Okay, I have a couple opinions to share. First, as the band aged, frontman Ed Roland seemed to get more spiritual and more eccentric, at least in how he dressed and performed. Both are fine with me, but I do feel like it was, at first, an attempt to compensate for the music becoming a little stale. If you have no soul in the music any more, why not wear the color and soul on the outside, right? Second, when original guitarist Ross Childress left the band in 2001, the remaining members struggled to find their sound again. Joel Kosche did a decent job until he left in 2014, and I honestly don’t like Jesse Triplett’s signature twangy classic rock style since then. I think his style is the key reason why Collective Soul seemed to lose color and melody in the last decade.
Vibrating is a different beast, though. It doesn’t try to do that heavy thing anymore, and it certainly doesn’t try to lean desperately on same old guitar licks. No, the soul comes straight from the source: Ed Roland. Being completely honest, Collective Soul has always been about Ed and also his brother, Dean. This is especially true since some of the other original members left. So, for the band to thrive, I think we need more Ed. He is a fantastic performer and conveys emotion both live and in studio so well. Watch the aforementioned live release Home to see what I mean. So, while he dresses up like an aging, eccentric rockstar, when the music is centered upon him, it is far more meaningful and tender than you might expect.
And that is basically how I feel about this album. It is a collection of good to great songs, and Ed is front and center. The opener, “Cut the Cord”, is probably my least favorite as it tries to do the rocker thing a little bit, though the song is growing on me. In fact, the first three songs (the other two being “Reason” and “All Our Pieces”) are in that mold somewhat, and they are fun, yet not overly memorable.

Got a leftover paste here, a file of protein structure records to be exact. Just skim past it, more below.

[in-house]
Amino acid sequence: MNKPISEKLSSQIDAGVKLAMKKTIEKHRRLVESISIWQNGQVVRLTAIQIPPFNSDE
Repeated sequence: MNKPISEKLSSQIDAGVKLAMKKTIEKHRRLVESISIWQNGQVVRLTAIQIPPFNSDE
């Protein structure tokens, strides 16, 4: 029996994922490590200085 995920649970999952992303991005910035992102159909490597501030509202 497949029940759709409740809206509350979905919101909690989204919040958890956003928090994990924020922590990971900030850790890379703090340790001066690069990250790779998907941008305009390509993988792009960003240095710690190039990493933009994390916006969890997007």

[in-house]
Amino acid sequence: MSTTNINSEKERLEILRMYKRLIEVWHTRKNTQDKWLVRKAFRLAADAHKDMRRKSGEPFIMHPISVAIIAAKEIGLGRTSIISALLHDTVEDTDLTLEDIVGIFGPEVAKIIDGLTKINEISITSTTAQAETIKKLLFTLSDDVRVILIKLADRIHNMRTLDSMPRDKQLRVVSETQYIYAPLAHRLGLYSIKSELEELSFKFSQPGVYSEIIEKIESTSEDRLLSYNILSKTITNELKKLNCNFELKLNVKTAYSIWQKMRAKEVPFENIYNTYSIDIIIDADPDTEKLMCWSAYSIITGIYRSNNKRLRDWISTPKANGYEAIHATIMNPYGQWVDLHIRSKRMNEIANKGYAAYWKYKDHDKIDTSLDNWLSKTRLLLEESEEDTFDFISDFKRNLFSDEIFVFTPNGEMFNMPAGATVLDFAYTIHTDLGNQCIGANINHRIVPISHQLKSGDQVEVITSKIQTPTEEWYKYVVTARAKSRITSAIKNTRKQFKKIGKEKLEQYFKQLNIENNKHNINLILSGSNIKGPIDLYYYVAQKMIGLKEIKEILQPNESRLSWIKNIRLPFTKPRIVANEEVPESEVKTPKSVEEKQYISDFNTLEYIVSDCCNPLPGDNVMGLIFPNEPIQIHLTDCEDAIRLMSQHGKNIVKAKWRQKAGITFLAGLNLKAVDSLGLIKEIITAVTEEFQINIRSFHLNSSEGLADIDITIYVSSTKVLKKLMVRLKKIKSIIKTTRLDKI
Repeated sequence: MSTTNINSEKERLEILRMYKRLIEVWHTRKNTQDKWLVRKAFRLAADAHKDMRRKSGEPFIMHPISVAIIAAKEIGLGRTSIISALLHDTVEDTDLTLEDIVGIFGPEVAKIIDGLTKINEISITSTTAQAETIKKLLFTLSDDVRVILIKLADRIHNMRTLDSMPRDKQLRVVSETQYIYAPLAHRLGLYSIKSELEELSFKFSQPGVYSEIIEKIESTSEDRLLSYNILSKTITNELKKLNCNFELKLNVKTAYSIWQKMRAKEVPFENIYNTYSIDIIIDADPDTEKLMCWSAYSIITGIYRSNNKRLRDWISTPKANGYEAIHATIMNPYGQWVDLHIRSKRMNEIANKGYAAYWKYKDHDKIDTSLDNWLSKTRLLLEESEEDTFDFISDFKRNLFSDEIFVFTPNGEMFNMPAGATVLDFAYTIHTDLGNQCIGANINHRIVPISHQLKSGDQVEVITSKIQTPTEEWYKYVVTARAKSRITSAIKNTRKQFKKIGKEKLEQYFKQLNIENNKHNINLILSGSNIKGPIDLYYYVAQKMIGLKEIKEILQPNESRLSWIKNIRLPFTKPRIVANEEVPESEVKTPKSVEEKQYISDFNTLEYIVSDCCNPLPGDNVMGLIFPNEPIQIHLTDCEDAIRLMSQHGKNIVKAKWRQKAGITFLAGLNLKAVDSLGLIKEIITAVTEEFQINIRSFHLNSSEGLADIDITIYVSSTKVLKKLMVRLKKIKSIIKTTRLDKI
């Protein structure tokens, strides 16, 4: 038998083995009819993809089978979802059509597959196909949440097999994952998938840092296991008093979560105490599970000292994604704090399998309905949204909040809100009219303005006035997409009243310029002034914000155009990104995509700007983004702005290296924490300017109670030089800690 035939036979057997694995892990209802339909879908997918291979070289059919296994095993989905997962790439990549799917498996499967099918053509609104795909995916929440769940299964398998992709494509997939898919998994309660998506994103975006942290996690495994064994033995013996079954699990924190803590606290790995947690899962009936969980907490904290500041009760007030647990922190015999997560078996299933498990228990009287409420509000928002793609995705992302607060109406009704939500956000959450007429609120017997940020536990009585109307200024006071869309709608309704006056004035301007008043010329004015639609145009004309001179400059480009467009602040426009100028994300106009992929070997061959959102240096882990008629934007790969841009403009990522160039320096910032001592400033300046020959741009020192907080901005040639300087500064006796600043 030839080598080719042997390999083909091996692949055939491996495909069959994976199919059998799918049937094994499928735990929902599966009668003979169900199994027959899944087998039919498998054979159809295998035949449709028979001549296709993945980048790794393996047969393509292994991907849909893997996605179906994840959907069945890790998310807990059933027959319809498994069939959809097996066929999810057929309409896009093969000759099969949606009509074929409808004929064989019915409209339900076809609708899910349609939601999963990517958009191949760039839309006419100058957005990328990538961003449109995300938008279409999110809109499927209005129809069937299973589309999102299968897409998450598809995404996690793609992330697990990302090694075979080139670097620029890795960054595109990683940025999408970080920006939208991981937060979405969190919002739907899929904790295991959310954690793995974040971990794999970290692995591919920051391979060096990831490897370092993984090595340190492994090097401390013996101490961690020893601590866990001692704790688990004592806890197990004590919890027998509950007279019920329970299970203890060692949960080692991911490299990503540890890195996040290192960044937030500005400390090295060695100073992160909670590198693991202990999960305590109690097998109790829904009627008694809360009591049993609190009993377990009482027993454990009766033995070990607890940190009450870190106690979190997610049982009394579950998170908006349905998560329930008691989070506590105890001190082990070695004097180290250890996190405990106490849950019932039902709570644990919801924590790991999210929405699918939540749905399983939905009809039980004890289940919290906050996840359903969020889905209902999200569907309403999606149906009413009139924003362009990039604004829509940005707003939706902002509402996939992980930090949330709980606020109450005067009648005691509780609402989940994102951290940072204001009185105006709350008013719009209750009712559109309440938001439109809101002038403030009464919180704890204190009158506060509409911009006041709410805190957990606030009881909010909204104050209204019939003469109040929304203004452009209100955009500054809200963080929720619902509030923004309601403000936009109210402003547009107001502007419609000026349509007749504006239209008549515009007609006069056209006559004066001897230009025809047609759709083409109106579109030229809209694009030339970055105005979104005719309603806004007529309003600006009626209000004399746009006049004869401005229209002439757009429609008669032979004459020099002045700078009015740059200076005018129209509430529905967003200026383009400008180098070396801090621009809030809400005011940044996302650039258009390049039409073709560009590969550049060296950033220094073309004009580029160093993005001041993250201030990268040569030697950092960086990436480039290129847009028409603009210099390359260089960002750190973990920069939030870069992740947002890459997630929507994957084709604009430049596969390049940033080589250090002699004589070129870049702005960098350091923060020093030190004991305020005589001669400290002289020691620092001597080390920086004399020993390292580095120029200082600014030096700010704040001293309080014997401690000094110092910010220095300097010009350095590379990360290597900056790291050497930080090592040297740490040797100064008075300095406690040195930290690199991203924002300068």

However, songs like “Take”, “Just Looking Around”, and “Where Do I Go” do the opposite. They rely on melody and grace, and the cautious, pondering tunes that made me fall in love with the band in the first place. This is exemplified in “Back Again”, a conversational track that is almost six minutes of Ed’s vocal musings with a little grit in the honey, so to speak. I love it. “Undone” and “A Conversation With” hit me this way, too.
My favorite is “Rule No. 1”. I honestly can’t get enough of this song. It’s possible that it simply reminds me of their saucier days rhythmically, and I love the lyrics. The final few minutes feature a rising orchestration that is truly beautiful, and it just feels like one of the most complete and layered songs they have ever made. I want to hear more Collective Soul songs like this one.
Overall, this is a solid release. I could gripe about this or that, but each song has its place and is at least good, if not better. Ed still sounds fantastic, and the band seems to have energy yet. There are a few highlight tracks, too, that I certainly will be adding to playlists for years to come. I’m glad this band, a band with an important piece in my musical personality, are still alive and kicking.
Find Collective Soul online:
Man, you aren’t kidding, the open cut is the worst track here and I’m glad I didn’t stop listening after watching the video.